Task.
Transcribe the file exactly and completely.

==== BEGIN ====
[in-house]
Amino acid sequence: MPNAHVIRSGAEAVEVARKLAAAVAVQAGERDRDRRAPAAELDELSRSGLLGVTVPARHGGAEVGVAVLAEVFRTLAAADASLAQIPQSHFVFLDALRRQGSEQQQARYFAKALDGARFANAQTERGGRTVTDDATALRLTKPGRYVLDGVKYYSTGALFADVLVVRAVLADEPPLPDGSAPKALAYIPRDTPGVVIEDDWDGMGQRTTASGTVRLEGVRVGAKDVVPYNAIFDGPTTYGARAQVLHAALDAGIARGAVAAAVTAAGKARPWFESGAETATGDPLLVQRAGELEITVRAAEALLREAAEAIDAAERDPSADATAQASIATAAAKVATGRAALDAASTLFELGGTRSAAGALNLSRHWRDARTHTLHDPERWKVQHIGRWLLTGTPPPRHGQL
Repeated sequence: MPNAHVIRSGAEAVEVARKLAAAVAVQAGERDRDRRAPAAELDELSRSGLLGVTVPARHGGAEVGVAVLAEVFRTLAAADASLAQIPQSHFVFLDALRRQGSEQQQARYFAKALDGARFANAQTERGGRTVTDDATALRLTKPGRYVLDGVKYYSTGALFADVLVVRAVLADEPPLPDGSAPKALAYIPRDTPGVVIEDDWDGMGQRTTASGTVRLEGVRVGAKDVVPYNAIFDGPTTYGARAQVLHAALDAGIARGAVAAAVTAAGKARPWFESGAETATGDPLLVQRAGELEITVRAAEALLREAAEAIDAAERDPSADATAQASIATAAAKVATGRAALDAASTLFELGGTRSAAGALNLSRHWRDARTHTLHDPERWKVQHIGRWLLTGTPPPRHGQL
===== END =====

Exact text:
[in-house]
Amino acid sequence: MPNAHVIRSGAEAVEVARKLAAAVAVQAGERDRDRRAPAAELDELSRSGLLGVTVPARHGGAEVGVAVLAEVFRTLAAADASLAQIPQSHFVFLDALRRQGSEQQQARYFAKALDGARFANAQTERGGRTVTDDATALRLTKPGRYVLDGVKYYSTGALFADVLVVRAVLADEPPLPDGSAPKALAYIPRDTPGVVIEDDWDGMGQRTTASGTVRLEGVRVGAKDVVPYNAIFDGPTTYGARAQVLHAALDAGIARGAVAAAVTAAGKARPWFESGAETATGDPLLVQRAGELEITVRAAEALLREAAEAIDAAERDPSADATAQASIATAAAKVATGRAALDAASTLFELGGTRSAAGALNLSRHWRDARTHTLHDPERWKVQHIGRWLLTGTPPPRHGQL
Repeated sequence: MPNAHVIRSGAEAVEVARKLAAAVAVQAGERDRDRRAPAAELDELSRSGLLGVTVPARHGGAEVGVAVLAEVFRTLAAADASLAQIPQSHFVFLDALRRQGSEQQQARYFAKALDGARFANAQTERGGRTVTDDATALRLTKPGRYVLDGVKYYSTGALFADVLVVRAVLADEPPLPDGSAPKALAYIPRDTPGVVIEDDWDGMGQRTTASGTVRLEGVRVGAKDVVPYNAIFDGPTTYGARAQVLHAALDAGIARGAVAAAVTAAGKARPWFESGAETATGDPLLVQRAGELEITVRAAEALLREAAEAIDAAERDPSADATAQASIATAAAKVATGRAALDAASTLFELGGTRSAAGALNLSRHWRDARTHTLHDPERWKVQHIGRWLLTGTPPPRHGQL